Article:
Table 1 Sociodemographic characteristics of mothers (N = 2105)
Table 2 Characteristics of children (N = 2105)

HIV and HBV history testing in antenatal care

Data recorded from maternal health card or immunization card show that 1459 (69.4%) mothers had performed HIV testing and among them, 5.4% were HIV-infected. Also, 740 (35.1%) women had performed HBV test during antenatal consultation and 13.6% were HBsAg-positive.

Prevalence of HBV in mothers and their infants and associated factors

A total of 224 women were diagnosed with hepatitis B, yielding a prevalence of 10.6, 95% CI [9.4–12.0%]. Figure 1 shows the prevalence of hepatitis B according to the cities.

Fig. 1
figure 1

Prevalence of hepatitis B among women of childbearing age, Togo, 2017. This figure shows the prevalence of HBV infection among women of childbearing age in six cities in Togo, from south to north: Lomé, Tsévié, Atakpame, Sokode, Kara, Dapaong. The map was elaborated by ourselves, using Adobe Photoshop CC 2019 software version 20.0.4 by Adobe Systems Incorporated© (

The prevalence of hepatitis B was above 10% in all of the six cities except in one city in the South of Togo (Tsévié) where the prevalence of hepatitis B was 3.9% (p < 0.001). In multivariable analysis, after adjusting for age and marital status, women infected with HIV (aOR = 2.19; p = 0.018), and women with at least three pregnancies (aOR = 1.46; p = 0.025) had higher risk of HBV infection. Conversely, compared to women living in Lomé, those living in Tsévié were less likely to be infected with hepatitis B (aOR = 0.31; p < 0.001) (Table 3).

Table 3 Factors associated with positive HBsAg in mothers, Togo, 2017

HBV viral characteristics and factors associated with detectable HBV DNA

Among the 224 HBsAg-positive women, 223 (99.5%) had a blood sample available for HBV DNA measurement. Overall, HBV DNA was detected in 177 of 223 (79.3%) with a median of 346 IU/mL, IQR [78–2950]. Eighteen (10.2%) had HBV DNA > 20,000 IU/mL, and 16 (9.0%) had HBV DNA > 1 million IU/mL. Regarding factors associated with detectable HBV DNA (n = 223), only HIV status of women was associated with detectable HBV DNA. Indeed, HIV positive women (aOR = 0.12; p < 0,001) as well as women with unknown HIV status (aOR = 0.39; p = 0.024) were less likely to have detectable HBV load (> 10 IU/mL) compared to HIV negative women (Table 4).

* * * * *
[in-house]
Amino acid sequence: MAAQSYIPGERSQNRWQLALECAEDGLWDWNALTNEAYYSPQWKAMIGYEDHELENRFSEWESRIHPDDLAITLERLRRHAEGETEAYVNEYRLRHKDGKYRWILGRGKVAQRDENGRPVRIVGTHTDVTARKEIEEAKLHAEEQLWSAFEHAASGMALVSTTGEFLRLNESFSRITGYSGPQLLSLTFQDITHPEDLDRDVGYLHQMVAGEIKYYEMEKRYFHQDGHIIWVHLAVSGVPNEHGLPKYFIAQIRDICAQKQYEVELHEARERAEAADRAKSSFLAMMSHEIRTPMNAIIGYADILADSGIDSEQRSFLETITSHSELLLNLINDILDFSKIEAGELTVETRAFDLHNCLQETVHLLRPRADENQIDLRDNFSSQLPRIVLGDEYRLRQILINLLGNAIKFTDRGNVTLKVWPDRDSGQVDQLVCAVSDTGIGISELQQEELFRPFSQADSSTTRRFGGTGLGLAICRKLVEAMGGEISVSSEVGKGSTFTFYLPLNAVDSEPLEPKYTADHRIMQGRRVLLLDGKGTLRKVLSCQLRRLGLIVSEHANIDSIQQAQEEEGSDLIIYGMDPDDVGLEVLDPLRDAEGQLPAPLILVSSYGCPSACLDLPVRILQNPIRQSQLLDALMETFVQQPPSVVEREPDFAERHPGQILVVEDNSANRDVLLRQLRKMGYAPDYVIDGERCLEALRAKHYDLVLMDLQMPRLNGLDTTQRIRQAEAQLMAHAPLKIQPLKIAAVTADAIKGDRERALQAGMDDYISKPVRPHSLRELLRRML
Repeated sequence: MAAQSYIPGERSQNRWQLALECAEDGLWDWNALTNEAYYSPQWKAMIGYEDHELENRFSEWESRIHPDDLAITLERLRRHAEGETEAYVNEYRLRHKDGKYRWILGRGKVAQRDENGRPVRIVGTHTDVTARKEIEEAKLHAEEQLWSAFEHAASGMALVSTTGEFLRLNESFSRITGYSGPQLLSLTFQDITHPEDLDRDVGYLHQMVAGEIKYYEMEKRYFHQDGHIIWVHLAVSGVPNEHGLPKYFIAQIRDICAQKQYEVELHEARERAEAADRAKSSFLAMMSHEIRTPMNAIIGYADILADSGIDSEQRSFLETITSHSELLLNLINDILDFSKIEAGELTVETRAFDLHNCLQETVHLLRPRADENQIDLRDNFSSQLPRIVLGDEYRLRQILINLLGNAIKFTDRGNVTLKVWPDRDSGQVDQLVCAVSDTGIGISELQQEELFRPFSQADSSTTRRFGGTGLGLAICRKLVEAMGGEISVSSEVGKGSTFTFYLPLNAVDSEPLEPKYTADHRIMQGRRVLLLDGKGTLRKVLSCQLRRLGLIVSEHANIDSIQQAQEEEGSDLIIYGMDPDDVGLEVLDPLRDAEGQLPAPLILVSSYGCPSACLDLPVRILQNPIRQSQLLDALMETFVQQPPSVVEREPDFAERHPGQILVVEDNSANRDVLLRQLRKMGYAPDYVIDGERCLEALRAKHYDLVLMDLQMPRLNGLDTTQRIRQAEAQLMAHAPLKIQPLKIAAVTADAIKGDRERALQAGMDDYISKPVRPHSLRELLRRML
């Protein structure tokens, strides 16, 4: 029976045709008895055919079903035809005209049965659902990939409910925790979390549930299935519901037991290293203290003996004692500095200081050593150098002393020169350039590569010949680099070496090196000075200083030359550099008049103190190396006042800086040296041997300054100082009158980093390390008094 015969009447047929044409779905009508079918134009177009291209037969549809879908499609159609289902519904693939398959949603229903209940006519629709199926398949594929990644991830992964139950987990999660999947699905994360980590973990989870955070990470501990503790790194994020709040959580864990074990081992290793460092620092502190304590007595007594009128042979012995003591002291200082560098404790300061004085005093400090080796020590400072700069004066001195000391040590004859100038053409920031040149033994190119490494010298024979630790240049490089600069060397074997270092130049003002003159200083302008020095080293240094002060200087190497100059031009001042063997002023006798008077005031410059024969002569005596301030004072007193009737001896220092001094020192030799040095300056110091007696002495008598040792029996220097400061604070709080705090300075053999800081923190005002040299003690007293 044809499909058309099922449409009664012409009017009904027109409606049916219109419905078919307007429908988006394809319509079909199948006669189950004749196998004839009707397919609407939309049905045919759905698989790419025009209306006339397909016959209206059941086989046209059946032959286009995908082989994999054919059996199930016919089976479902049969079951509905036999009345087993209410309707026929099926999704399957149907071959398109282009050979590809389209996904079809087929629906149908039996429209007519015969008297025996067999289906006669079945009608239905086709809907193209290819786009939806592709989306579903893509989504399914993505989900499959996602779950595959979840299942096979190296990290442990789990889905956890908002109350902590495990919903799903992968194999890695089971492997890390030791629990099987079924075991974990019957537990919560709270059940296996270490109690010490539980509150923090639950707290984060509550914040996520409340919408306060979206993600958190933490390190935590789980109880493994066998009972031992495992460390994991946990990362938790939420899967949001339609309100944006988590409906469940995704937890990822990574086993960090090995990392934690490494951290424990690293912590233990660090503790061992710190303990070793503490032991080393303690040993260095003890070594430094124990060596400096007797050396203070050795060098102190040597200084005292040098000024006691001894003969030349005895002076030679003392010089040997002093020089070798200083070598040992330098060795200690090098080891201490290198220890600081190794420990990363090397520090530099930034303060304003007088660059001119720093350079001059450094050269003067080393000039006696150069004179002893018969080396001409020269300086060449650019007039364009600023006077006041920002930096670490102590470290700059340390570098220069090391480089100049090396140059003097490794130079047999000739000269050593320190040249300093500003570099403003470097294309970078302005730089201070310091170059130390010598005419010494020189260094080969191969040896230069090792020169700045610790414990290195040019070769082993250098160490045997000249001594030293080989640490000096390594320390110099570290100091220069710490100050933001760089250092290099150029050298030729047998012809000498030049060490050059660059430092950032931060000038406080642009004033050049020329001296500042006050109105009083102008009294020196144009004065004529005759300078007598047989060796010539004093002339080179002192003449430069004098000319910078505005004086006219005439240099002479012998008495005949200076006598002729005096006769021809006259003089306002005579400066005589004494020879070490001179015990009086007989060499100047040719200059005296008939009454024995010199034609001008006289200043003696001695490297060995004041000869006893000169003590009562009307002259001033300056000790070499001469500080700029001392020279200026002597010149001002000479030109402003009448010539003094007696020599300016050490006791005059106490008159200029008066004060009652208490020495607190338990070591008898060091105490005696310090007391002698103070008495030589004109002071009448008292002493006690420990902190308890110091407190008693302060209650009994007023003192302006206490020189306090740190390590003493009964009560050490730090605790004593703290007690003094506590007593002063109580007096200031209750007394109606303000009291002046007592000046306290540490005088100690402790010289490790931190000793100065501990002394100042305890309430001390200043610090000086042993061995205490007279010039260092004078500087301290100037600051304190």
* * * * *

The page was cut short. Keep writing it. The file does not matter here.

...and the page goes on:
Table 4 Factors associated with detectable viral load (VL > 10 copies/mL) (N = 223)

Prevalence of HBV infection in infants born to women with positive HBsAg

Three out of 224 infants of HBsAg-positive women were positive for HBsAg, resulting in a prevalence of 1.3, 95% CI [0.2–3.8%] in infants. By stratifying on mother’s HBV DNA level, the prevalence of HBsAg-positive was 0.4, 95% CI [0,01-2,6%] and 12.5, 95% CI [1.5–38.3%] in infants born to women with HBV-DNA < 1 million IU/mL and ≥ 1 million IU/mL, respectively (p < 0.001). Table 5 summarizes socio-demographic and clinical characteristics as well as infant immunization of the three infants with HBsAg-positive.

Table 5 Description of three cases of HBV among children


This study is the first study which described the prevalence of HBV among 2105 women of childbearing age in a national survey in Togo showed a high prevalence of HBV estimated at 10%. The distribution of HBV viral load was also described with 10% of women with HBsAg-positive eligible for HBV treatment > 20,000 IU/mL. In addition, the prevalence of HBsAg among infants less than 5 years born from women with HBsAg+ was < 2%.

The overall prevalence of HBsAg was 10% among mothers in Togo in 2018, and it was similar to that observed in HIV positive people in 2011 in Lomé (9.7%) [17], in pregnant women from West and Central African region (7–15%) [18,19,20,21,22] and in men who have sex with men in 2017 7.1% in Togo [13]. In our study, the prevalence of HBsAg was similar across the different regions (10%) except in one region in the South of Togo where the prevalence was 4%. In a national study conducted among MSM in 2017 in Togo, the prevalence of HBV was low in the south, varying between 0 and 4% with an increase in this prevalence from South to North [13]. This could be explained by traditional practices such as scarification more common in the north of the country. Additional case-control studies are needed to confirm this hypothesis.